Review by Steven Stone
Click here to e-mail reviewer
CD Stock Number: Compass Records 7 4309 2
Perhaps Eric Clapton thinks of himself as a “Journeyman”, but the truth of
the matter is that he has, practically from day one, been a front-man. Robbie
McIntosh, on the other hand, has actually made a career of being the guy behind the stars, a real journeyman. Working with Paul McCartney, and the
Pretenders, McIntosh has confirmed his credentials as a top-flight back-up man.
Widescreen proves that his career has been by choice, not necessity. He
can write songs and play on a level equal to any platinum producing pop star.
Widescreen features twelve songs, all original McIntosh compositions. Guest
vocals by a slew of folks including Chrissie Hynde, Lucy Watkins, Rick Hammond, Drew Barfield, Jamie Moses, and Paul Young spice up the CD. Alison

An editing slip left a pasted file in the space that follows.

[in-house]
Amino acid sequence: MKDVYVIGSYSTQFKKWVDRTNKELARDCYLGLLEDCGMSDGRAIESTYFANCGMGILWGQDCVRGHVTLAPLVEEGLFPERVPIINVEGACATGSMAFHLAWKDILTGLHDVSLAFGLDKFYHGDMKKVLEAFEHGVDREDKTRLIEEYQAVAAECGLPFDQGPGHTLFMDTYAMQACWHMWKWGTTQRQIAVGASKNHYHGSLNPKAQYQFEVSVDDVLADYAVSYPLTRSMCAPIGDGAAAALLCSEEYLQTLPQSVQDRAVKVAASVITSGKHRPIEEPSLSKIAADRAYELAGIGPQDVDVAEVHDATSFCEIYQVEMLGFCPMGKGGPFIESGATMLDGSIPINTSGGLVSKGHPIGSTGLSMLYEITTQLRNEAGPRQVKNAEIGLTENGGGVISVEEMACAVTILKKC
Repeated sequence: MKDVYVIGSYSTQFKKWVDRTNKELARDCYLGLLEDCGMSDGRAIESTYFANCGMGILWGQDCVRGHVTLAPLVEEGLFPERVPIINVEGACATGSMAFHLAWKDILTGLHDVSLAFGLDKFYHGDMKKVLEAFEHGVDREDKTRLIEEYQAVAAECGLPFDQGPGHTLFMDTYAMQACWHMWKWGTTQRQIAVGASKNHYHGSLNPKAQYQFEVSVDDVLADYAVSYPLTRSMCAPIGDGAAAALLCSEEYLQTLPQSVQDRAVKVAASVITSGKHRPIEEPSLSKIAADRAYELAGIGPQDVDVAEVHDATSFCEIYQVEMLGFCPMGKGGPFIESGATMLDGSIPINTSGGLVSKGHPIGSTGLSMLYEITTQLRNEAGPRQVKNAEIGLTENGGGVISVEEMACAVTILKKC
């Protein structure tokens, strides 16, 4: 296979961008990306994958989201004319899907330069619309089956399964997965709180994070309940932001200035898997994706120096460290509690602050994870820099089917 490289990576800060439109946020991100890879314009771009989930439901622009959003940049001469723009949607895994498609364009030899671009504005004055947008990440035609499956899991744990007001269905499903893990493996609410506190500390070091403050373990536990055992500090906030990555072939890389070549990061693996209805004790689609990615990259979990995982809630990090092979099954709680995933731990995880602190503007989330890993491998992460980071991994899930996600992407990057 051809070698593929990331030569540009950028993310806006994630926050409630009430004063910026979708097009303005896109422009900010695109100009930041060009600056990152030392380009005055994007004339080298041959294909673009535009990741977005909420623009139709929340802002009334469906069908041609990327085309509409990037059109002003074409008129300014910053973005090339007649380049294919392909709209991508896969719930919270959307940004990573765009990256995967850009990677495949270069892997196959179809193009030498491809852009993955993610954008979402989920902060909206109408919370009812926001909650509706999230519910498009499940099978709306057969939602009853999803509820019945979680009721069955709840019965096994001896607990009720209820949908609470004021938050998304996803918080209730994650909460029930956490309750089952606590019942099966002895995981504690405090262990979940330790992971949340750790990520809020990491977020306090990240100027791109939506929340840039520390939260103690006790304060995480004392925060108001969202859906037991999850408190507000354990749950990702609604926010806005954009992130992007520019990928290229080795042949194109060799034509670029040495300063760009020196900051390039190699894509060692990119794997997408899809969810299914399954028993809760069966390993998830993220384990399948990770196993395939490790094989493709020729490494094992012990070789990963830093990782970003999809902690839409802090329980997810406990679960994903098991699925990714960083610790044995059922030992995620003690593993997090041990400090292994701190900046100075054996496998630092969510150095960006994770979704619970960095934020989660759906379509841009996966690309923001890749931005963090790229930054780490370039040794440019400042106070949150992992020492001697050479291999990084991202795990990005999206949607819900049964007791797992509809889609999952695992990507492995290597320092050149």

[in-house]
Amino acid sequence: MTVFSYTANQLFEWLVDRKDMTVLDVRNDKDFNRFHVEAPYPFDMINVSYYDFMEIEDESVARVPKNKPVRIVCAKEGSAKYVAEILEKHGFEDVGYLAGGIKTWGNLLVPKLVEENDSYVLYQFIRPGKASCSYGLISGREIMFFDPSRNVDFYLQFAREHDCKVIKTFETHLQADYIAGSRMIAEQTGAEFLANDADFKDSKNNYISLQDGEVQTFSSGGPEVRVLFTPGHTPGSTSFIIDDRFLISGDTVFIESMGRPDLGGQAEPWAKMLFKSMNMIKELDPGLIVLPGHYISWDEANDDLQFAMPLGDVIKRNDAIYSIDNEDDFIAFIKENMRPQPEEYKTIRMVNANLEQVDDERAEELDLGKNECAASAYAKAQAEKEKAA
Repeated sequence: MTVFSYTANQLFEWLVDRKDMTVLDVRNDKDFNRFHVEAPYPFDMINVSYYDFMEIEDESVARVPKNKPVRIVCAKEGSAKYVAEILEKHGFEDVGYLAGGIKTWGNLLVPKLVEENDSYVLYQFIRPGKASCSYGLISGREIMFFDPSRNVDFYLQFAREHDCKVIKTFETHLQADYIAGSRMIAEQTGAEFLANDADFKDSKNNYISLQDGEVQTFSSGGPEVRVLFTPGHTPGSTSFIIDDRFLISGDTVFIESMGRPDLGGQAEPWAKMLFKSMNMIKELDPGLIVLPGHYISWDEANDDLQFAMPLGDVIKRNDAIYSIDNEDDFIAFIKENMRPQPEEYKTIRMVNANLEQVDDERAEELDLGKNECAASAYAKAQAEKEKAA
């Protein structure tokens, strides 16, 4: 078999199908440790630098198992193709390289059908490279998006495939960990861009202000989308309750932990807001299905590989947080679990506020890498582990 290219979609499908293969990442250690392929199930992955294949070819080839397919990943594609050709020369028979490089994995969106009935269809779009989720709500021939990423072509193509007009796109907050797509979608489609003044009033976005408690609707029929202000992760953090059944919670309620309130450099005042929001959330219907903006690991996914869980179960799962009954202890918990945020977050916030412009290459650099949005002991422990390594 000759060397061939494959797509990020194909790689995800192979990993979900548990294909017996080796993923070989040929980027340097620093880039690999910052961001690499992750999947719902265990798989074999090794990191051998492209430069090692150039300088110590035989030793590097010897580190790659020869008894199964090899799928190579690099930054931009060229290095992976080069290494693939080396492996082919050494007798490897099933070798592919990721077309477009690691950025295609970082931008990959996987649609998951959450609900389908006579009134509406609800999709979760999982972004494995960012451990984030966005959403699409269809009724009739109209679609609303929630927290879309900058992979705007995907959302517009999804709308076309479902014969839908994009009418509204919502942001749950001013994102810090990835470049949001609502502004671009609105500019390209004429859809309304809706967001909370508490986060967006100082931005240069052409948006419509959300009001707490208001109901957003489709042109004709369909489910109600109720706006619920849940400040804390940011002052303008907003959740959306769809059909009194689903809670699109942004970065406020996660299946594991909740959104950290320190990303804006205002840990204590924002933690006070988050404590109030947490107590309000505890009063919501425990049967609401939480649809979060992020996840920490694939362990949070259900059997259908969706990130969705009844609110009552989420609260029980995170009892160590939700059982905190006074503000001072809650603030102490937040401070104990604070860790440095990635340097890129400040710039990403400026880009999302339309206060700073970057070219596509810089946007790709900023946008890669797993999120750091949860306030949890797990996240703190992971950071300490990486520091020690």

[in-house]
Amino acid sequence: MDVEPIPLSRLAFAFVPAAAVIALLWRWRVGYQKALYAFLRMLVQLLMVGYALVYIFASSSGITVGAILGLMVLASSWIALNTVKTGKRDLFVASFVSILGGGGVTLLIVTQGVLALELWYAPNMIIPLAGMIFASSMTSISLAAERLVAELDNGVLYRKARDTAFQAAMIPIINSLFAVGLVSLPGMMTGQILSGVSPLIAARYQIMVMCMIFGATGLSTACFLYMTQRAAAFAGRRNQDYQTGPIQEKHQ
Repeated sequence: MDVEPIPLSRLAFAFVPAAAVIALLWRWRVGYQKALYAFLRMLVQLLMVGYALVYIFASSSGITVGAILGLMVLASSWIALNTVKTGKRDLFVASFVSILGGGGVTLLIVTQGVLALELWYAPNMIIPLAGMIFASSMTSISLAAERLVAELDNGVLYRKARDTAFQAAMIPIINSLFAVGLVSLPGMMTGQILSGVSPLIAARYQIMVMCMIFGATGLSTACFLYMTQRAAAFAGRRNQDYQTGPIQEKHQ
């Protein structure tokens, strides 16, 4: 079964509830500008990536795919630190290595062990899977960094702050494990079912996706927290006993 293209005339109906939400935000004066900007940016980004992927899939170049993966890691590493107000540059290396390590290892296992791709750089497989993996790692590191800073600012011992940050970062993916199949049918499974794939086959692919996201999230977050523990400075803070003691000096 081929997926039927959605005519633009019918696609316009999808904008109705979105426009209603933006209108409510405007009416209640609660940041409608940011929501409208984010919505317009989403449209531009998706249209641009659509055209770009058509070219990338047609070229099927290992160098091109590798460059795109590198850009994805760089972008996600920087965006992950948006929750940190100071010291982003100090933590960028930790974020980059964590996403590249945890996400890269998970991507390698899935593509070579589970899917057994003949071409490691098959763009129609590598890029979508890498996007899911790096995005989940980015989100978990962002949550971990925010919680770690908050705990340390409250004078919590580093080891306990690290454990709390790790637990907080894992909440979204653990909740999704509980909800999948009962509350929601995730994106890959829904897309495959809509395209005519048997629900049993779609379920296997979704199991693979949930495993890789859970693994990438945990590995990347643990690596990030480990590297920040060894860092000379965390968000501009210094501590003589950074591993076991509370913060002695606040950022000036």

Brown's Banjo, Stephen Darrell Smith's keyboards, Peter Hope-Evan's Jew's harp, and Barry West's bass augment a core band made up of Mark Feltham on
harmonica, Melvin Duffy on pedal steel, and Paul Bevis on drums and percussion.
What's most attractive about Widescreen is that it's made by an adult for
other adult listeners. Inside you’ll find mature music with drive and backbone. The
music in Widescreen is about adult subjects instead of pre-adolescent anger or post-adolescent angst. I'm quite fond of the lines
"It's only gravity that makes me heavy. It's only gravity that makes me sad.
Got to lighten up and be happy. Gravity will drive me mad." Along with his lyrical sophistication, McIntosh includes enough guitar hooks and hot solos
to keep even a septuagenarian chair-dancing. The sonics are clean without sounding processed; clear but not soullessly slick.
If periodically you find yourself wishing there was more high quality rock created for those who have seen the far side of 30, give Robbie McIntosh a
listen. He may be right up your alley.
Sound Quality: 90